In a campaign season that has defied prediction, the final twist could be this: Although Democratic turnout has been high, shattering records in some states, the odds are good that neither Sens. Hillary Rodham Clinton nor Barack Obama will have accumulated enough delegates picked through primaries and caucuses to clinch the nomination. Unless some sort of other deal is brokered, the margin of victory would come from the elite segment of superdelegates.
How powerful are superdelegates? In California, 370 regular delegates were allotted based on the votes of more than 4.5 million people in the state's Feb. 5 primary. That means each of California's 66 superdelegates will cast a convention ballot equivalent to a regular delegate picked by more than 12,000 primary voters.
"This is a device to try to reduce the influence of one-person, one-vote," said Craig Holman, a lobbyist for the watchdog group Public Citizen. "It's anti-democratic. It's specifically designed for the purpose of having the insiders . . . have some sort of final decision over who the nominee is going to be, regardless of what the voters want."
A recent tally by the Associated Press showed Clinton leading Obama in superdelegates by 77. Not all have committed themselves, and they can shift their allegiance at any time.
Some of the superdelegates are professional politicians; 27 governors are among them, as well as every Democratic member of Congress -- including Rep. William J. Jefferson of Louisiana, indicted last year on corruption charges following an FBI raid that found $90,000 in a home freezer.
Another group consists of "distinguished party leaders" -- 23 elder statesmen and former high-ranking officials, including former Presidents Clinton and Carter and former Vice President Al Gore. Jim Wright, the former speaker of the House from Texas, also falls into this category.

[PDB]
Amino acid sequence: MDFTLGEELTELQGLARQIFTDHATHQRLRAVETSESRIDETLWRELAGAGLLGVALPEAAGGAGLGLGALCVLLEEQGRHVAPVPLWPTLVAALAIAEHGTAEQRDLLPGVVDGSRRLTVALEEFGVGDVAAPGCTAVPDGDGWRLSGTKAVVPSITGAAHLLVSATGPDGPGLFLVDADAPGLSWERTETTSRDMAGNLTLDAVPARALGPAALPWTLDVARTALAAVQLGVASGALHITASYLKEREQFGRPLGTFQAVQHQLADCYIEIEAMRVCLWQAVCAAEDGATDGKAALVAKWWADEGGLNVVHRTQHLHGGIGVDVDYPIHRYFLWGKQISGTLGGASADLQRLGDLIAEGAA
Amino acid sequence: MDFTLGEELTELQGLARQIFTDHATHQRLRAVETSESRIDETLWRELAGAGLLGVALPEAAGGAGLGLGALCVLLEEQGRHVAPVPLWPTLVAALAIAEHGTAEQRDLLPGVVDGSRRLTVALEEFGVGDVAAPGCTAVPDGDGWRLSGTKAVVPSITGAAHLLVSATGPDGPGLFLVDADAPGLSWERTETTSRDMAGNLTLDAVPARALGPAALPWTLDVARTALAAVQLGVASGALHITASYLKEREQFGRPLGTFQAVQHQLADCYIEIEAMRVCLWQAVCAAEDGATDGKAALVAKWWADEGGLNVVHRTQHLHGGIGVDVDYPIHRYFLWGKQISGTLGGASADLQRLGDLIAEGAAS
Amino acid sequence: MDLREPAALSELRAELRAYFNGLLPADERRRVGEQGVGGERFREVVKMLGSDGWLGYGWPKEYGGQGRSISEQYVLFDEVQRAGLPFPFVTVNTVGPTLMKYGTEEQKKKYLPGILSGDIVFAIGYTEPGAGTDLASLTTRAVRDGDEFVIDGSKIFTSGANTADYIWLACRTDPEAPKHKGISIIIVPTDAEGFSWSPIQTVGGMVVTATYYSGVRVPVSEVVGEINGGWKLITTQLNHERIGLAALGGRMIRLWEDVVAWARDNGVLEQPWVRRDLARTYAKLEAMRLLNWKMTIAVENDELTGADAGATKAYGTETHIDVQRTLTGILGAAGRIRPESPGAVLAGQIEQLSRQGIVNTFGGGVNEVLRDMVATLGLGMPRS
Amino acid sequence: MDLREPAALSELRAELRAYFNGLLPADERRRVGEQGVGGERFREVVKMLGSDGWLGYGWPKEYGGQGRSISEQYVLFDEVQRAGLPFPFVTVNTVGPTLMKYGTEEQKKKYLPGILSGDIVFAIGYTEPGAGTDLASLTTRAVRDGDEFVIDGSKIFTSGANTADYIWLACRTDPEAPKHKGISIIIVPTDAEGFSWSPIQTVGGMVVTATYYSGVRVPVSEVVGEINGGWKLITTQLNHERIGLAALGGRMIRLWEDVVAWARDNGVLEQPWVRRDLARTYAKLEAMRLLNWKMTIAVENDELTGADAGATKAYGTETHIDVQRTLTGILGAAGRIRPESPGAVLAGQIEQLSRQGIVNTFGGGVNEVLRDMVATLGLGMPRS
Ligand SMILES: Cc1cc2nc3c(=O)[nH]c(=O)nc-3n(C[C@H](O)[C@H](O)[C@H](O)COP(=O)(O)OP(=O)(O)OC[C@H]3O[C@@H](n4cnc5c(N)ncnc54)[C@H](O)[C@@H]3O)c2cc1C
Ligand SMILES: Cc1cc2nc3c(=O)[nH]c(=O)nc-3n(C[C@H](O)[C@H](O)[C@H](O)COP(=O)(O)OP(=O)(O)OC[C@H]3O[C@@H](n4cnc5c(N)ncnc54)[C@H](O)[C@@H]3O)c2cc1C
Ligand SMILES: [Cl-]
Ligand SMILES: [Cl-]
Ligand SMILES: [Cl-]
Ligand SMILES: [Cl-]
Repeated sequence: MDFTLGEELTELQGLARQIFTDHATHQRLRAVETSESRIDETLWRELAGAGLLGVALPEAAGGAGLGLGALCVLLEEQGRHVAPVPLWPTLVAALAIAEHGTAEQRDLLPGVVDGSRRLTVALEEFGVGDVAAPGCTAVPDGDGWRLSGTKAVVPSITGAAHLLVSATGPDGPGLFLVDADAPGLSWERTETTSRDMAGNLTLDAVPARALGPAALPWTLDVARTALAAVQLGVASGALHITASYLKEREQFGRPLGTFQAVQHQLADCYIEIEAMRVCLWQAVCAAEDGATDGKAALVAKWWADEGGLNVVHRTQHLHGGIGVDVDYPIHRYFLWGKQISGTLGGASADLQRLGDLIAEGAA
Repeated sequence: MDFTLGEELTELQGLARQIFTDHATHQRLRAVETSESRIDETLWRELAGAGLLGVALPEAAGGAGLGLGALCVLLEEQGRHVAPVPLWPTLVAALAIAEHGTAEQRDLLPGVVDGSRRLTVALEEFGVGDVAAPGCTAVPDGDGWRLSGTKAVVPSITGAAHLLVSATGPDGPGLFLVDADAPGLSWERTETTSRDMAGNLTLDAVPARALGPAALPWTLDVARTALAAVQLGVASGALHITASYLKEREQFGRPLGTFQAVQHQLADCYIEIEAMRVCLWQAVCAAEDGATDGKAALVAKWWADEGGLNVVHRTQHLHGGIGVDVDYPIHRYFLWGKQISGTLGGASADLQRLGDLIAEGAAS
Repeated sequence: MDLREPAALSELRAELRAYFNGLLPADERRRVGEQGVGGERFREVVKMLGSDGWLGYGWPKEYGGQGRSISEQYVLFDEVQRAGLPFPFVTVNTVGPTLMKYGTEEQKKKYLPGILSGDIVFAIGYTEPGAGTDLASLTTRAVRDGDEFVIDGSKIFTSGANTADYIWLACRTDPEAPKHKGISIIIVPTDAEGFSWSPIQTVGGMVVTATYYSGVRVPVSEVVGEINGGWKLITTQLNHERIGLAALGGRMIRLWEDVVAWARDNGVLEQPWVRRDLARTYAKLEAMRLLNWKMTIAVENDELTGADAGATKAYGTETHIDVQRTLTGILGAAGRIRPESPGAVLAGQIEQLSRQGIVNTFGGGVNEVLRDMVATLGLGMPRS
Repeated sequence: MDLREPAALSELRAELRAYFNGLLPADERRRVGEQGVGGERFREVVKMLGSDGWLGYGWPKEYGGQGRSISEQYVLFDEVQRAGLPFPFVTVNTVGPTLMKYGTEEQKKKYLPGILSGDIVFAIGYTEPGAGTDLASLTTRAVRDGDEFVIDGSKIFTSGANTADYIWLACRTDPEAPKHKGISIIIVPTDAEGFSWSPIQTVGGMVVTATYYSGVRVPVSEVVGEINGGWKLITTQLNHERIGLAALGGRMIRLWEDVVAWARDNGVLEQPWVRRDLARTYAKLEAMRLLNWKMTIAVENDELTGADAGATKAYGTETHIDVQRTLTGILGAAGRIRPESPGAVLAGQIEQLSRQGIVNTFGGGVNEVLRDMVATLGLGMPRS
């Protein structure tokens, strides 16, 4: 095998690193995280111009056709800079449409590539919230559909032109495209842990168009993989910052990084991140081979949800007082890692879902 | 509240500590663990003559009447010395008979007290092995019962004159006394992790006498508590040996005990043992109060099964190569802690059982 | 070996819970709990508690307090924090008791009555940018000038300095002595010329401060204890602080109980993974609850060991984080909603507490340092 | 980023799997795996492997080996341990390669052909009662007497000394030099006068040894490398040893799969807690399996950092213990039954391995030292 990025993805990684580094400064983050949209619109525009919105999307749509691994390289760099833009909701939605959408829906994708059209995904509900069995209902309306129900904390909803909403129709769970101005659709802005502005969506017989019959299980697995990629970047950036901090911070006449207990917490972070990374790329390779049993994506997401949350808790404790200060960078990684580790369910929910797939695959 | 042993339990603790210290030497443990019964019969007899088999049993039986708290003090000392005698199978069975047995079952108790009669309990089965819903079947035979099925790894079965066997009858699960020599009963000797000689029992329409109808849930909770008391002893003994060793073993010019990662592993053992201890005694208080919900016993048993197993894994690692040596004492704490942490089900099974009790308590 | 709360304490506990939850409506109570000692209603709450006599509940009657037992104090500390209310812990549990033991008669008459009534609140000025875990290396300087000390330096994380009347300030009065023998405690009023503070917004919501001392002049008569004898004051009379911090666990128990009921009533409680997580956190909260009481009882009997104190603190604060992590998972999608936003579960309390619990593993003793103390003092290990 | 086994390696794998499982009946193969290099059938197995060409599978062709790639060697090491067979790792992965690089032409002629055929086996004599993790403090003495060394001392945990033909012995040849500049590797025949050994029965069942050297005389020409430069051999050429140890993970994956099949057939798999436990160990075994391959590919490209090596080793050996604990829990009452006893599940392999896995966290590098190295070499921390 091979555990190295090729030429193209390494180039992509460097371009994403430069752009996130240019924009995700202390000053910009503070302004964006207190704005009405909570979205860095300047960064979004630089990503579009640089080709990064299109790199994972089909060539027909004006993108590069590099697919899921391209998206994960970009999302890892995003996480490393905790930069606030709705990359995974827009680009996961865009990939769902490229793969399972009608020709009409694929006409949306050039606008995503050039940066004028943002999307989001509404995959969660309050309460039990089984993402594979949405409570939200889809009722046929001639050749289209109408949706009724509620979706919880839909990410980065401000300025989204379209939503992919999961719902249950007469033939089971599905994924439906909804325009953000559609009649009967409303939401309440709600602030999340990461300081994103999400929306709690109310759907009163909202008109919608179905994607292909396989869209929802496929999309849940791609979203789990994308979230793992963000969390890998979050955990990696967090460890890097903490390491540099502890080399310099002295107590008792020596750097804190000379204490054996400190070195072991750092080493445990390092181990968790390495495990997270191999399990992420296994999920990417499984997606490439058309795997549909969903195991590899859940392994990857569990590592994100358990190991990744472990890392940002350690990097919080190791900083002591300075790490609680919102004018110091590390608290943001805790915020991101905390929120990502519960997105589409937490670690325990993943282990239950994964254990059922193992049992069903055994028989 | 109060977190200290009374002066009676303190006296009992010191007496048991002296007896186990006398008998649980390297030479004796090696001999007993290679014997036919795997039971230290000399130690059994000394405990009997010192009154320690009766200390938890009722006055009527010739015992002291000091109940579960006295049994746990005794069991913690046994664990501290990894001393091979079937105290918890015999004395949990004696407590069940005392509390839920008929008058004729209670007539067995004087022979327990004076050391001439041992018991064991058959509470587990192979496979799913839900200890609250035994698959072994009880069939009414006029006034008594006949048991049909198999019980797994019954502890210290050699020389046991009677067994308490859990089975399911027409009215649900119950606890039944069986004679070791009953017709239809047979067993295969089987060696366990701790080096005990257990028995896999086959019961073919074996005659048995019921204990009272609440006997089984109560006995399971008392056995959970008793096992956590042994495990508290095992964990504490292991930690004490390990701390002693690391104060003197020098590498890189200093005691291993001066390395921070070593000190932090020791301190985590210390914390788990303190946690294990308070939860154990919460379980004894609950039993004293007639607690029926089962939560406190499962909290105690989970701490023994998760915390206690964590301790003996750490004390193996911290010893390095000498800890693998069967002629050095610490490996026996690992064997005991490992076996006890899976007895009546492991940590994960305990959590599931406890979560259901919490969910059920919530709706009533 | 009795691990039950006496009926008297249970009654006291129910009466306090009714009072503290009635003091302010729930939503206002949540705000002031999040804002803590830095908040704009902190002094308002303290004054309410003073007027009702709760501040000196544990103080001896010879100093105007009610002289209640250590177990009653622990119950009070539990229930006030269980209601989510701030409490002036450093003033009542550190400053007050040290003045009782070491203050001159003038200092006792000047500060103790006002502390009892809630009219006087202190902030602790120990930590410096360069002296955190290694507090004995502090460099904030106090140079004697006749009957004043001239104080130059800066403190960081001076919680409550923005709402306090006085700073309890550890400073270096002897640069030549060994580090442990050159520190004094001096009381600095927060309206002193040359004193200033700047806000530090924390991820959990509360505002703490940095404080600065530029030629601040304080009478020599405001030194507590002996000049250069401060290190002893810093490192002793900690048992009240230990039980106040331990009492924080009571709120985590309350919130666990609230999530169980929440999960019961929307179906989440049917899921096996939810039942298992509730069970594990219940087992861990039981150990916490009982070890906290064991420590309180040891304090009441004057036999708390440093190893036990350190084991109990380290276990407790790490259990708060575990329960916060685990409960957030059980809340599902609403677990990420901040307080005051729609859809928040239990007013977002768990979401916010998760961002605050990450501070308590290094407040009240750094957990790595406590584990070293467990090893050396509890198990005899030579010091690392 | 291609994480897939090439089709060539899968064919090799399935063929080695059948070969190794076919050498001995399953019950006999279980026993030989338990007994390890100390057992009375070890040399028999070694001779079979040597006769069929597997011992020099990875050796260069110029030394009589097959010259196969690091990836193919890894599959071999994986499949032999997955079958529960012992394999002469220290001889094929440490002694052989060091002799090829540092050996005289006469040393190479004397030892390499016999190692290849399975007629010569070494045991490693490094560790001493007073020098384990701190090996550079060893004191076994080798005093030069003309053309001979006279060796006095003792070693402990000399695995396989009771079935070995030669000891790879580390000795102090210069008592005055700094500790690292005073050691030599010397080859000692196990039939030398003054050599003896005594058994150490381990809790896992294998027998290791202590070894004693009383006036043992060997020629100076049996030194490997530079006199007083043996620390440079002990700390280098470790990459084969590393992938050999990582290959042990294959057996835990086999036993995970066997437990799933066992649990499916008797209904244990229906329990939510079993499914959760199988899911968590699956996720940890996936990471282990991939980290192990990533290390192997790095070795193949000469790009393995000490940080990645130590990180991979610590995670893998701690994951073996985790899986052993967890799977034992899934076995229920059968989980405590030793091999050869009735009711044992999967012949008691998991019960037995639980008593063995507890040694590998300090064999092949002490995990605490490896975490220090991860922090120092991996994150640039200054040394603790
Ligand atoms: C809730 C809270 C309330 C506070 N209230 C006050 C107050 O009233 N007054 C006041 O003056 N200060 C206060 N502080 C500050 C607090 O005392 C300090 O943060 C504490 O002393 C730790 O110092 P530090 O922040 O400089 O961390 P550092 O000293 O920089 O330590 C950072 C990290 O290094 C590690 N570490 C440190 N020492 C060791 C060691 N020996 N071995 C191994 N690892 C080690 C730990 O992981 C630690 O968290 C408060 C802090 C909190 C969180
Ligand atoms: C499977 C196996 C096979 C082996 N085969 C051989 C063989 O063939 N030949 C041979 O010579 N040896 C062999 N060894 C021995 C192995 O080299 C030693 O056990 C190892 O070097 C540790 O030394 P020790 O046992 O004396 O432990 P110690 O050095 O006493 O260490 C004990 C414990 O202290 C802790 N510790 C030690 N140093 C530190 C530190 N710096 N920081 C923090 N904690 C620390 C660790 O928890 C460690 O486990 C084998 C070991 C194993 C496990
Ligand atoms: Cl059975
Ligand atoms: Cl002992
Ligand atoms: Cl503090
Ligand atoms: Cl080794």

Wright left Congress in 1989, a casualty of an ethics investigation into his financial dealings. Now 85, he teaches part-time and works for a life insurance company in Waco. As for his presidential preference, he said, "I want to support Hillary. That's my plan."
The bulk of the superdelegates are the 411 Democratic National Committee members. These include Millin of Wyoming, Marquez of Colorado and Stampolis of Santa Clara.
They've taken different routes to become members of the national committee. Millin, for example, said he became a member by virtue of serving as Wyoming Democratic Party chairman; Stampolis was elected by the California Democratic Party's executive board.
Many superdelegates already have become the focus of fevered public scrutiny. When one ditches a candidate for another, it can be a sensation. A report last week that Rep. John Lewis of Georgia, an icon of the civil rights movement, might abandon Clinton for Obama made national news.
Both candidates are targeting superdelegates in aggressive lobbying campaigns.
The controversy over the superdelegates' role in a brokered convention continues this weekend, as the Clinton campaign's asserting that the final results of the primary vote will be irrelevant if the nomination goes all they way to Denver.
Frankly, I think the campaign's on solid ground legally, as far as DNC party rules are concerned. On the left-wing American street, however, a brokered convention installing Clinton as the Democratic standard-bearer looks to be a sure recipe for a reprise of the tumult of Chicago 1968.
The irony's too rich, since the Democrats' 1968 defeat led to today's party rules, which in turn may lead to new street protests, which could in turn lead to counter-reforms to un-diversify the party's delegate selection process. Got that?
Karl Rove's got to be cracking up, as he watches the Clinton machine make the job a lot easier for Republican Party opposition strategists in '08.
See also the New York Times, "Old Clinton Ties and Voters’ Sway Tug at Delegates"; and also the commentary and analysis at Memeorandum.